Beijing’s regulatory crackdown on China’s biggest technology company Alibaba has triggered a widespread sell-off among the country’s internet giants, with around £150bn wiped off the four top companies since Christmas Eve.
Shares in Alibaba fell 8pc in Hong Kong on Monday, the second big drop in as many trading days after an equally-steep decline last Thursday, the prior trading session.
Internet company Tencent and meal delivery app Meituan fell almost 7pc and ecommerce giant JD.com was down over 2pc.
A pall has hung over China’s biggest technology companies since authorities announced a competition investigation into Alibaba last week, widely interpreted as a sign that Beijing is seeking to rein in internet giants that could concentrate economic power.
On Sunday regulators ordered Alibaba’s payments affiliate Ant Group to significantly scale back its operations, halting its expansion into multiple areas of finance in a further crackdown on the company.
Ant Group, 33pc owned by Alibaba, was forced to pull what would have been the world’s biggest initial public offering last month at regulators’ request. Ant’s flamboyant founder Jack Ma had criticised authorities for slowing innovation and Beijing had feared that the company’s expansion into financial products could threaten China’s state-backed banks.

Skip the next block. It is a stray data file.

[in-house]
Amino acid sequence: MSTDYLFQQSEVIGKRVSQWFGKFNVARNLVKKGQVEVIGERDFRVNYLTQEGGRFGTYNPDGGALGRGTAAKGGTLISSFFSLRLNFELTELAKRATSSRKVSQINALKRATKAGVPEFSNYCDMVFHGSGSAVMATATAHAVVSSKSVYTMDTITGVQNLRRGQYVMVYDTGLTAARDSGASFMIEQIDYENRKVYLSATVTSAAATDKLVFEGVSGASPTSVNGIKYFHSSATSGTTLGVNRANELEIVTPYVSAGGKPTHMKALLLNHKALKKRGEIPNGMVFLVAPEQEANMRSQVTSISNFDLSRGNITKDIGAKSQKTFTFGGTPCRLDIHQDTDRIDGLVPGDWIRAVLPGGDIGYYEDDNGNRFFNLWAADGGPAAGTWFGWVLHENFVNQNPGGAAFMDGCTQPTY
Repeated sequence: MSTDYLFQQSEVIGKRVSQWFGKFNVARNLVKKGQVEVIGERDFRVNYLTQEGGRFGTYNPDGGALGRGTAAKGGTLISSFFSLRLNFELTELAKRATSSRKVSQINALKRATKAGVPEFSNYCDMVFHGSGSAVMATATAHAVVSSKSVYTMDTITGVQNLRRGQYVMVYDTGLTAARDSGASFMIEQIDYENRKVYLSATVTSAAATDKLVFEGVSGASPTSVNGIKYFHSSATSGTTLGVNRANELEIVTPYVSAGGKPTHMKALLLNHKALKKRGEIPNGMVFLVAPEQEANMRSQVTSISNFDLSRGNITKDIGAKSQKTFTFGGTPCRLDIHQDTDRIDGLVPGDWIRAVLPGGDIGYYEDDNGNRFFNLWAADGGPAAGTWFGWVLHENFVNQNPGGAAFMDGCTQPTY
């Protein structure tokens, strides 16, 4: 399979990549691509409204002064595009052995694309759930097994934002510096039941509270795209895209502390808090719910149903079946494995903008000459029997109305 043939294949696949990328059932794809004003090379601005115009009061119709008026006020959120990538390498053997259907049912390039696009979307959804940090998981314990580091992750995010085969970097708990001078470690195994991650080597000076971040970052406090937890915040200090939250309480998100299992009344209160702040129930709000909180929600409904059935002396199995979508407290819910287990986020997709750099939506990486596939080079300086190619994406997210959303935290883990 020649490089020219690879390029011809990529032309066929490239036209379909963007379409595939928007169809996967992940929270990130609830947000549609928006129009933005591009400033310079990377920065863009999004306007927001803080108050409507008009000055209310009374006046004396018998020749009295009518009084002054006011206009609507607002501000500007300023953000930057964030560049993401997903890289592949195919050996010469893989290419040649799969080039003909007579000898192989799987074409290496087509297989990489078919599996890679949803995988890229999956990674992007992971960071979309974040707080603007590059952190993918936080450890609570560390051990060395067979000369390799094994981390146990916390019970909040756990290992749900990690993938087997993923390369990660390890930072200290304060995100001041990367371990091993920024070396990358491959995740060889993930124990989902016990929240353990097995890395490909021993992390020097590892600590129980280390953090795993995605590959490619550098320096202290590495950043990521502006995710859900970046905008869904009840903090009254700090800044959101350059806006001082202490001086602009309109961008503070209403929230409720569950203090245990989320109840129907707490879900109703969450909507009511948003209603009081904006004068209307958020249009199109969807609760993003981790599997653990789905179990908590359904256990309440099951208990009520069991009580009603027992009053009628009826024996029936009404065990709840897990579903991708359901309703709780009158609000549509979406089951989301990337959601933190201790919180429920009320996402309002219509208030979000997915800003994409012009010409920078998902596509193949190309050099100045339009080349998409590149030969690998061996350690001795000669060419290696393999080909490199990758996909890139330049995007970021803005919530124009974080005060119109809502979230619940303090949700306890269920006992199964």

Alibaba is under investigation for forcing merchants on its shopping website to sign exclusivity deals barring them from dealing with rivals. Its drop on Monday came despite it announcing that it would almost double a share buyback programme to $10bn (£7.4bn) over the next two years.
The crackdown poses an existential threat to the online empire built by Mr Ma, who founded Alibaba in 1999. He stepped down as its chairman last year but is still seen as the face of Alibaba and Ant Group, which runs the Alipay app. Alibaba shares have fallen by a third since Ant’s IPO was pulled.
Beijing unveiled new anti-monopoly proposals last month, which it said would protect competition and ensure fair choice. The extent of any future crackdown remains unclear, creating significant uncertainty for tech investors in China.